France opens investigation into alleged cover-up of police failure in priest's 2016 murder

The French prosecutor's office has launched an investigation into an alleged cover-up by police involving a 2016 case where an Islamic extremist murdered a priest in the middle of Mass at a church in Normandy.

(REUTERS / Charly Triballeau / Pool)A picture of slain French parish priest Father Jacques Hamel is seen during a funeral service at the Cathedral in Rouen, France, August 2, 2016.

According to a judicial official, the preliminary investigation stemmed from concerns that a police intelligence note had been altered to hide the authorities' failure to intervene against extremist Adel Kermiche. Investigative publication Mediapart revealed that the note, which was allegedly post-dated, would have been instrumental in preventing the murder of 85-year-old Father Jacques Hamel in the village of Saint-Etienne-du-Rouvray, The National relayed.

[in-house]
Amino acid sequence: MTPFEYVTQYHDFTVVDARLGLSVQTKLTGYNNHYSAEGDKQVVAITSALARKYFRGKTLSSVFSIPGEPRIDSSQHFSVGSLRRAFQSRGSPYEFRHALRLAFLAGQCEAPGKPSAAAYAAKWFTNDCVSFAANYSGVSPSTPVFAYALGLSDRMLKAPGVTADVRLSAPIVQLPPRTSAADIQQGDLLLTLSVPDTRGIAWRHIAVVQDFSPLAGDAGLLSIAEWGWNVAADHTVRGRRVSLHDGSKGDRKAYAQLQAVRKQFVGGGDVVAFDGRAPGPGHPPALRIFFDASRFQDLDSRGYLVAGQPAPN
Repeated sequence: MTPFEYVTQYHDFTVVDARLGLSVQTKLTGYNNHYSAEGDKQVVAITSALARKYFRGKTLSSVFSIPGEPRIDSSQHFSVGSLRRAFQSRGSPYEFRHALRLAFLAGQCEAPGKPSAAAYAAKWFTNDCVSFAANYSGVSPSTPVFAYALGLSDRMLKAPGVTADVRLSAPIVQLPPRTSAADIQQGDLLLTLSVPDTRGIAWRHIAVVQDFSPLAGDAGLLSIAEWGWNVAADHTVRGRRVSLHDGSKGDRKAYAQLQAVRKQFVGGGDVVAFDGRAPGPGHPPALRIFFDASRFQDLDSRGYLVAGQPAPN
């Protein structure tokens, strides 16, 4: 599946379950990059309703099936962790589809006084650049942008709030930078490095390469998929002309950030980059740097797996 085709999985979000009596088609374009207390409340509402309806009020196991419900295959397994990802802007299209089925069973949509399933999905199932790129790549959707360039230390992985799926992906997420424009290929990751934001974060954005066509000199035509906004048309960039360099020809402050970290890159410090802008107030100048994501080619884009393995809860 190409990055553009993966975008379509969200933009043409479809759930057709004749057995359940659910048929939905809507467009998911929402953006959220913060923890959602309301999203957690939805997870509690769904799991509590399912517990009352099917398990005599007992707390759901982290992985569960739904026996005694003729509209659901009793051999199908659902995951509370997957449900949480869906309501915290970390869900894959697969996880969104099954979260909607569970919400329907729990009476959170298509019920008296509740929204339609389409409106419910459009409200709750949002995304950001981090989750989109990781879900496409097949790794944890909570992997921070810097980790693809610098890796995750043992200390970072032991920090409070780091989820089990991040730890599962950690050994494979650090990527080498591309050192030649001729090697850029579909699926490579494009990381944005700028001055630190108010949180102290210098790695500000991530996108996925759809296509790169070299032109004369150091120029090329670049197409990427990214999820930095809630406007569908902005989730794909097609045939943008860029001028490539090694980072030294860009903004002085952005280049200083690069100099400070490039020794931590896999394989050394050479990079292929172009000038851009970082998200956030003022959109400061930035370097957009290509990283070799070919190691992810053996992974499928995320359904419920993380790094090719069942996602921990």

Father Hamel was killed when two 19-year-old terrorists slit his throat in the middle of a Mass. The pair was fatally shot by police as they left the church. The Islamic State took responsibility for the priest's death.

The origin of the note, the office of the Paris police chief, issued a statement denying what Mediapart said. The statement added that soon after Hamel's murder, the officer who wrote the note "immediately made the link with the individual he had identified."

In addition, the statement said the Paris police intelligence arm had written another note on July 26, 2016, the day that the church was attacked. The initial note was dated July 22, but Mediapart said it was actually dated July 21.

In April last year, the Archbishop of Rouen, Dominique Lebrun, announced that their diocese had launched the canonization Cause of Fr. Hamel. While a five-year waiting period is required for the Cause to begin, Pope Francis has already allowed this particular case to proceed, The Catholic Herald reported.

During a Mass dedicated to Fr. Hamel, Pope Francis hailed the slain priest as a martyr. In his homily, the pontiff said the French priest was part of the chain of Christian martyrs who chose not to deny Jesus Christ rather than commit apostasy.